Factorial

What is factorial (n!)

When you saw an exclamation point in maths for the first time, you probably got shocked or even thought that there was some kind of mistake or typo. But the reality is different: this exclamation point in maths is called the factorial or n-factorial. The factorial is a reasonably unknown operator that can, in fact, be viewed more as an abbreviation than an actual operator, at least at the beginning.

It is important not to confuse the factorial with the prime factorization of a number, which is a way of obtaining the prime numbers that, when multiplied together, give your number. Prime factorization has its uses in maths and is arguably more well known than the n-factorial. Part of the reason for the popularity of prime factorization is its usefulness when calculating Greatest Common Factor (GCM) and the Least Common Multiplier (LCM), but we digress.

To understand what the factorial does or means, we should start with an example. We could choose any number n and calculate its n-factorial value, but it's best to choose a relatively small number, so let's use 5-factorial.

5! = 5 * 4 * 3 * 2 * 1 = 120

From this example, you can see that it is not rocket science, and you might even take a guess at the factorial formula. You can also understand why this exclamation point in maths can be regarded as an abbreviation since it is not a new operation but rather a collection of multiplications. In short, and somewhat informally, we can define the factorial as the multiplication of all the positive integers smaller than and equal to the given number.

Playing a bit with this, we can see that for 5-factorial, we can relate it to the 4-factorial in a straightforward way:

5! = 5 * (4 * 3 * 2 * 1) = 5 * 4!

This kind of relationship between n-factorials with a different n is the basis of the mathematical formula that defines the factorial operation, as we will see in the next section.

The factorial operation is not used everywhere in maths, but it is essential in statistics and probability problems. In those cases, especially when one has to deal with permutations or combinatorics, the n-factorial appears almost all the time. In the following sections of our factorial calculator, we will see real-world examples of problems that require the usage of factorials and the factorial formula.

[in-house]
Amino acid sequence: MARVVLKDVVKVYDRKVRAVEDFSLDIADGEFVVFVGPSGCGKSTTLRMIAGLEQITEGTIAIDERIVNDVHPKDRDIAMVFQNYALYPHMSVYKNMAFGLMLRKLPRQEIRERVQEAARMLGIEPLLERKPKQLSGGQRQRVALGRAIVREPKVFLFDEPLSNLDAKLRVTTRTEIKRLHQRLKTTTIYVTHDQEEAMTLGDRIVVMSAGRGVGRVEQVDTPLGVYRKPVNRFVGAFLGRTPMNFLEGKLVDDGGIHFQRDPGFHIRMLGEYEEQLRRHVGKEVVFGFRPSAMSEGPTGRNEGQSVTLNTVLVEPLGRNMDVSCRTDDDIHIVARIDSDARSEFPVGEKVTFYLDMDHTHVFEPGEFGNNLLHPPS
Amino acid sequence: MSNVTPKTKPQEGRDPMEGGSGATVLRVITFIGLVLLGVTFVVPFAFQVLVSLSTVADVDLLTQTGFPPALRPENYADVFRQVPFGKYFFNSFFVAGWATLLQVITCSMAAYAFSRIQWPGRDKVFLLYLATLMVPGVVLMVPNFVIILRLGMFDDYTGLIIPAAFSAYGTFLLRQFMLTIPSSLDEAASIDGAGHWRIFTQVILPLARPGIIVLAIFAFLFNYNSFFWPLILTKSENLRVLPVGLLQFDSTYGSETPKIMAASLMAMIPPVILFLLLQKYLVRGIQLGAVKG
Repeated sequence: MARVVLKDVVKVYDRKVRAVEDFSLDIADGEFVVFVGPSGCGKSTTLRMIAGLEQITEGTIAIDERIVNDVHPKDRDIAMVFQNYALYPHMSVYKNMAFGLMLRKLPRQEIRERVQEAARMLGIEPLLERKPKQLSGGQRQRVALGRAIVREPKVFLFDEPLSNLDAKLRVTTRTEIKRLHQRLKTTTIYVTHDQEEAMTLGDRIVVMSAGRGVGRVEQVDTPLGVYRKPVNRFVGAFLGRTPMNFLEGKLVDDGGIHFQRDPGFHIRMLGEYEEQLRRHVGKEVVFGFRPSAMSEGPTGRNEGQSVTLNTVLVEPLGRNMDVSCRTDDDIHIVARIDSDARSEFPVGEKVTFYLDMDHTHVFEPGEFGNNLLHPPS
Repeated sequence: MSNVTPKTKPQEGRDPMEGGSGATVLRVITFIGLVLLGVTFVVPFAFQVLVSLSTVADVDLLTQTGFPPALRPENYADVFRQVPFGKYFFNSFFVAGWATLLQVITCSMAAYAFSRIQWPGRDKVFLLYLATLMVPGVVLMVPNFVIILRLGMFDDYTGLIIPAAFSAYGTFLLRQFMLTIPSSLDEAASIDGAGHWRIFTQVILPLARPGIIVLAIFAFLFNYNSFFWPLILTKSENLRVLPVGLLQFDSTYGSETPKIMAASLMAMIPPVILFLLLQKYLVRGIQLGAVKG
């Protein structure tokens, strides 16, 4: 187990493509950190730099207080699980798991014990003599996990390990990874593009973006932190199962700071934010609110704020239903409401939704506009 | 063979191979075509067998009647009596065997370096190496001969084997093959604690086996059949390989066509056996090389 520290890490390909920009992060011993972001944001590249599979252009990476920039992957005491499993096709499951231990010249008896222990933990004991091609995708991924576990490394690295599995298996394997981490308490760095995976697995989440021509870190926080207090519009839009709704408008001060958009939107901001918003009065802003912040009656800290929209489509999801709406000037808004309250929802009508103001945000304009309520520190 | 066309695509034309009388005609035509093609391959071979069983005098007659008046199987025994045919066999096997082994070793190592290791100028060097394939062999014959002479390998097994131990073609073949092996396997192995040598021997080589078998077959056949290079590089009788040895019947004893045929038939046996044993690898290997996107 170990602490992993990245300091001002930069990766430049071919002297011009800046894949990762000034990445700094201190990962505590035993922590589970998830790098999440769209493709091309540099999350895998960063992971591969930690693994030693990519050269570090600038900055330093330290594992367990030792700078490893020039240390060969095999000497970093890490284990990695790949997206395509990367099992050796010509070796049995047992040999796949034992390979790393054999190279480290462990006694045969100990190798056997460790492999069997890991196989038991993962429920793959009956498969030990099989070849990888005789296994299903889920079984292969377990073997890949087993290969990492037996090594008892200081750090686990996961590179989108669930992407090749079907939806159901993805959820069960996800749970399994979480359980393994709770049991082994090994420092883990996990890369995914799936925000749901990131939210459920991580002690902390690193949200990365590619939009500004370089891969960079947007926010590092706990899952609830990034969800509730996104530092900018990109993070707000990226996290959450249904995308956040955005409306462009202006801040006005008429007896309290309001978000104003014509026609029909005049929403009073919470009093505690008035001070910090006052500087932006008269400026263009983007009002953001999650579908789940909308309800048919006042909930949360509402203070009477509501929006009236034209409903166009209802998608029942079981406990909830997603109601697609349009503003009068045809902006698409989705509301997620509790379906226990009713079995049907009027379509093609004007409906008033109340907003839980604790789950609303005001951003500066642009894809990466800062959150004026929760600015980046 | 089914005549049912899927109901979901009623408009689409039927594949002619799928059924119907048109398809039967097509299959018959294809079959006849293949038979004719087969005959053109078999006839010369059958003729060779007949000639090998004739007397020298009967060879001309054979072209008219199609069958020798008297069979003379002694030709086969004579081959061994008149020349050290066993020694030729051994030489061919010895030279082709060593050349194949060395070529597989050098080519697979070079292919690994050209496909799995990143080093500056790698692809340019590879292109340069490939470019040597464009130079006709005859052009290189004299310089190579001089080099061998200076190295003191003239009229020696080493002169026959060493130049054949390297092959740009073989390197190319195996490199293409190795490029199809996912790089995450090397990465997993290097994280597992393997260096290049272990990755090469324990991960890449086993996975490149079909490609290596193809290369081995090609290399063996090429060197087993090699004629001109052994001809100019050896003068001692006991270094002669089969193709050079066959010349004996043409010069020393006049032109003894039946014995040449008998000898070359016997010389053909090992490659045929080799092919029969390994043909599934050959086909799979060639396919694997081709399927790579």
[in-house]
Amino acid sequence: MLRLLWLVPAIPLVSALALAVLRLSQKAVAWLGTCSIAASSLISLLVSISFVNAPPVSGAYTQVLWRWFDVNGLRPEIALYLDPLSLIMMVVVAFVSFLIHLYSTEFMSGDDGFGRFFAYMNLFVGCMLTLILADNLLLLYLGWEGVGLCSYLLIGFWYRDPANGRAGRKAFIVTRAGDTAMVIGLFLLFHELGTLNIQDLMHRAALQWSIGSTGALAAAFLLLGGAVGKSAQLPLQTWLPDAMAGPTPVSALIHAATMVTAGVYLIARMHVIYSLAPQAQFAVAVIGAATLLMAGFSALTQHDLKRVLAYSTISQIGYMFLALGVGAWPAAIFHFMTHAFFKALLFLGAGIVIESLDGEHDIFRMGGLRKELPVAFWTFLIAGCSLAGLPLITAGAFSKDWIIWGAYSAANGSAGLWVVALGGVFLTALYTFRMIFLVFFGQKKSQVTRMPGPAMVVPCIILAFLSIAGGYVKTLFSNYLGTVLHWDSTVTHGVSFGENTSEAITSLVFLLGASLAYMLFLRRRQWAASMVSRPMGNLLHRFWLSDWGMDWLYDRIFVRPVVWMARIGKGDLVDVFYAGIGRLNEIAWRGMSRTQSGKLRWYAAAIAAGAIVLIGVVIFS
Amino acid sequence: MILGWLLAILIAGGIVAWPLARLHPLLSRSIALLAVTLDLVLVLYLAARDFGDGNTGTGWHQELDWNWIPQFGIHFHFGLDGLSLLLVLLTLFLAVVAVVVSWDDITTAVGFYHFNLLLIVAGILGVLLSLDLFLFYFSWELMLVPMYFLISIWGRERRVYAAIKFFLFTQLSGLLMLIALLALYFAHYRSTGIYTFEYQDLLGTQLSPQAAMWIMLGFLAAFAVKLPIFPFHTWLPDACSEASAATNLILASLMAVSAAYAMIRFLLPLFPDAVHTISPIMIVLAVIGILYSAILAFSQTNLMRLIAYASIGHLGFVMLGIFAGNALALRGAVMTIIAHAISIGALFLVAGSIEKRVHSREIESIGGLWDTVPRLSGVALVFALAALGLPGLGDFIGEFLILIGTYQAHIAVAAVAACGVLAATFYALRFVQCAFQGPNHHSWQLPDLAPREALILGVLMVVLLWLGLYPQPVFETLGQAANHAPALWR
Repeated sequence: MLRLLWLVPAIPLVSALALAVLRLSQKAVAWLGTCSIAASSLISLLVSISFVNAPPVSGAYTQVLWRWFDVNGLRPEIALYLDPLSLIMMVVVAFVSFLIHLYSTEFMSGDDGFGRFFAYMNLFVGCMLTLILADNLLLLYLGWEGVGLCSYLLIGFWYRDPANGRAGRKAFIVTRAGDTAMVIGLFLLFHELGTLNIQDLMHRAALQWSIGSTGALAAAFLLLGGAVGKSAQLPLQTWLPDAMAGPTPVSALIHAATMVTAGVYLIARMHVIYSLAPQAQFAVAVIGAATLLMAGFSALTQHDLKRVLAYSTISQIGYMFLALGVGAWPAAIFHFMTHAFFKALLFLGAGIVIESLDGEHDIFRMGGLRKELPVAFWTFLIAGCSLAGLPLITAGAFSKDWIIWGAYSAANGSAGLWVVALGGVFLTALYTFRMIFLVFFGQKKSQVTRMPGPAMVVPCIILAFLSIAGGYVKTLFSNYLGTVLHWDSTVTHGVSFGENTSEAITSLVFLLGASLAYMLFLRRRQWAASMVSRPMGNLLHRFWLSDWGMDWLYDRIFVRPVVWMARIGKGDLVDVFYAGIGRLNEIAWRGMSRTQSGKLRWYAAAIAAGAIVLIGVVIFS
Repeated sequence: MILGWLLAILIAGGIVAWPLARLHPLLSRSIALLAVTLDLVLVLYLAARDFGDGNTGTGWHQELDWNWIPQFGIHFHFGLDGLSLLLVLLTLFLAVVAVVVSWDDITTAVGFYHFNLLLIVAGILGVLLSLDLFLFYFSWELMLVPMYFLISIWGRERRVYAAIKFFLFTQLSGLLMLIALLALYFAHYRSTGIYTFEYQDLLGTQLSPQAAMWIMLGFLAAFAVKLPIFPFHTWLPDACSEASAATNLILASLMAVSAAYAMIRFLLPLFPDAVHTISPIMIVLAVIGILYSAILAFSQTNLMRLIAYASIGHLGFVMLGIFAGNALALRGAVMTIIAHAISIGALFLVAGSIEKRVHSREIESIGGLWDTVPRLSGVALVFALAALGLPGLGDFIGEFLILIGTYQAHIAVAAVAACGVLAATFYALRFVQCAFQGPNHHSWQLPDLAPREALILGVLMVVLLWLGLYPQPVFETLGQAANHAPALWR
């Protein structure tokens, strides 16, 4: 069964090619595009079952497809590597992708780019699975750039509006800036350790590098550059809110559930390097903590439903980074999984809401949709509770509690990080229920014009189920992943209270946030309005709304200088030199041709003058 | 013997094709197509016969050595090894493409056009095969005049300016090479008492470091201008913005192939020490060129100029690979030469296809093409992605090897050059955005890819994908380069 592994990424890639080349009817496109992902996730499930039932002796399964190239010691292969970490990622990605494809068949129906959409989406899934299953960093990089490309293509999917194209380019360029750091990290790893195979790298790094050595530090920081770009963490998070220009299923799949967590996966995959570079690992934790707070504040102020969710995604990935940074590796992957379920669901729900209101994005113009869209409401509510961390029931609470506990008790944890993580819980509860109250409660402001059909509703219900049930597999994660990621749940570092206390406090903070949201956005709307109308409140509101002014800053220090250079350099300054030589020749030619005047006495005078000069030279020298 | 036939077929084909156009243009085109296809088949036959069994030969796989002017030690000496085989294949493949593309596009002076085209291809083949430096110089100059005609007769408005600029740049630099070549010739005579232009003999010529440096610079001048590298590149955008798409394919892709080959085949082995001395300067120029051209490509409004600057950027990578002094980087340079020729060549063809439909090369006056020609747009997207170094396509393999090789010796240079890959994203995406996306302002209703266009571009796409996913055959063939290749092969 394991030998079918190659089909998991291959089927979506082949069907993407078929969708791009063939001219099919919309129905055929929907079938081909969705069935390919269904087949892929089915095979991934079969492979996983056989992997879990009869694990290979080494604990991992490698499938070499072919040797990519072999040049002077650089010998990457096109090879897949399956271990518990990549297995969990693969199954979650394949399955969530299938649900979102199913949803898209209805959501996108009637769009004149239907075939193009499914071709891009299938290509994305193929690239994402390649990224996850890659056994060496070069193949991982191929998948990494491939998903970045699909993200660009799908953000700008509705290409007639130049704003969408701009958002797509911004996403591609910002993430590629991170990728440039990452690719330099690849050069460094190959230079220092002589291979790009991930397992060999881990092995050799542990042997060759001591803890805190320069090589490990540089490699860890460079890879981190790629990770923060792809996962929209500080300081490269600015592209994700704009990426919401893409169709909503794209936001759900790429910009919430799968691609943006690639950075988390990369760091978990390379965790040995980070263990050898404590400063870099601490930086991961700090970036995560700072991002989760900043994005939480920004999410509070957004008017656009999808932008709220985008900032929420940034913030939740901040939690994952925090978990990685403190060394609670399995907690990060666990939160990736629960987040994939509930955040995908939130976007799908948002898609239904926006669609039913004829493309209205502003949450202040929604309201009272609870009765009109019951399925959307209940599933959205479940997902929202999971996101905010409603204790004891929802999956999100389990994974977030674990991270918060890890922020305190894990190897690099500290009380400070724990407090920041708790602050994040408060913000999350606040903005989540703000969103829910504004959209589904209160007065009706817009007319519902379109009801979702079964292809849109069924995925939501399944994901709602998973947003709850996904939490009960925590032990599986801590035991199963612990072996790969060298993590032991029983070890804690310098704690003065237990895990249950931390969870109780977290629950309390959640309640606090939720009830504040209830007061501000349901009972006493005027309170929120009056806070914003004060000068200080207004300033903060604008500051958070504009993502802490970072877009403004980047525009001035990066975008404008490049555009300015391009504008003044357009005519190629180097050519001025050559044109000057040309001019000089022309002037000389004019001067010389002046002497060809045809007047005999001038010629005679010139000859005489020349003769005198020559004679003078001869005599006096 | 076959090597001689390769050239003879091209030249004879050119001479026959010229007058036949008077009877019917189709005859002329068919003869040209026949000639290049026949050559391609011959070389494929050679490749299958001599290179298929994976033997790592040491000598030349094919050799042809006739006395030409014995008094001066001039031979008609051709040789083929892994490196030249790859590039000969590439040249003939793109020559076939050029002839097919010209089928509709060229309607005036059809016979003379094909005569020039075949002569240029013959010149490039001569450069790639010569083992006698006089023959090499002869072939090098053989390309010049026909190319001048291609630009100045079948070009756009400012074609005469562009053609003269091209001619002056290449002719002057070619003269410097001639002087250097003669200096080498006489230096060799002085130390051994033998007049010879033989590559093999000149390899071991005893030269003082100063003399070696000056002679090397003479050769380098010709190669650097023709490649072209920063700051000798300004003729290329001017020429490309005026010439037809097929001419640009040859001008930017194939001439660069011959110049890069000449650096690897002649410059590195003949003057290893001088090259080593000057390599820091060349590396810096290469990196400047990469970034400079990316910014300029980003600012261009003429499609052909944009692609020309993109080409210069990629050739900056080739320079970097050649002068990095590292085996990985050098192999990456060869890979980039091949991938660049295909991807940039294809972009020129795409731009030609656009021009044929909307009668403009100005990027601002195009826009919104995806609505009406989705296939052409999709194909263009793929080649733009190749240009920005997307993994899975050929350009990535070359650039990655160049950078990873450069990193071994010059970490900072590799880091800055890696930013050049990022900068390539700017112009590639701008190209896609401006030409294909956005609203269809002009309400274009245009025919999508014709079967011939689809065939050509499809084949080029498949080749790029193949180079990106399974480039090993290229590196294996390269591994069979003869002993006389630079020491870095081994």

So the factorial of n is denoted by n! and calculated by the product of integer numbers from 1 to n.

For n>0,

n! = 1×2×3×4×...×n

For n=0,

0! = 1

Factorial definition formula

n!=\begin{Bmatrix}1 & ,n=0 \\ \prod_{k=1}^{n}k & ,n>0\end{matrix}

Examples:

1! = 1

2! = 1×2 = 2

3! = 1×2×3 = 6

4! = 1×2×3×4 = 24

5! = 1×2×3×4×5 = 120

Recursive factorial formula

n! = n×(n-1)!

Example:

5! = 5×(5-1)! = 5×4! = 5×24 = 120

Stirling's approximation

n!\approx \sqrt{2\pi n}\cdot n^n\cdot e^{-n}

Example:

5! ≈ √2π5⋅55⋅e-5 = 118.019

Factorial table

Number
n
Factorial
n!
0 1
1 1
2 2
3 6
4 24
5 120
6 720
7 5040
8 40320
9 362880
10 3628800
11 3.991680x107
12 4.790016x108
13 6.227021x109
14 8.717829x1010
15 1.307674x1012
16 2.092279x1013
17 3.556874x1014
18 6.402374x1015
19 1.216451x1017
20 2.432902x1018

C program for factorial calculation

double factorial(unsigned int n) {


   double fact=1.0;

   if( n > 1 )

      for(unsigned int k=2; k<=n; k++)

         fact = fact*k;

   return fact;

Explanation of zero factorial

We can understand why many of us have a hard time accepting the fact that the value of zero factorial is equal to one. It comes across as an absurd statement that there’s no way it can be true. We have a common perception of zero for being notorious because there’s something about it that can make any number associated with it either vanish or misbehave. 

For instance, a large number such as 1,000 multiplied by zero becomes zero. It disappears! On the other hand, a nice number such as 5 divided by zero becomes undefined. It misbehaves. So it is okay to be skeptical why zero “suddenly” becomes one, a nice number, after treating it with some special operation.

There are other ways to show why the statement is true. For this one, we will use the definition of factorial itself. To be honest, with this method the justification is simple and requires little math.

Let n be a whole number, where n! is defined as the product of all whole numbers less than n and including n itself.

What it means is that you first start writing the whole number n then count down until you reach the whole number 1.

The general formula of factorial can be written in fully expanded form as

n! = n·(n-1)·(n-2)·...·3·2·1

or in partially expanded form as

n! = n · (n-1)!

We know with absolute certainty that 1!=1, where n=1. If we substitute that value of n into the second formula which is the partially expanded form of n!, we obtain the following:

1! = 1 · 0!

For the equation to be true, we must force the value of zero factorial to equal 1, and no other. Otherwise, 1!≠1 which is a contradiction.

So yes, 0! = 1 is correct because mathematicians agreed to define it that way (nothing more and nothing less) in order to be consistent with the rest of mathematics. (Source: Chilimath.com)




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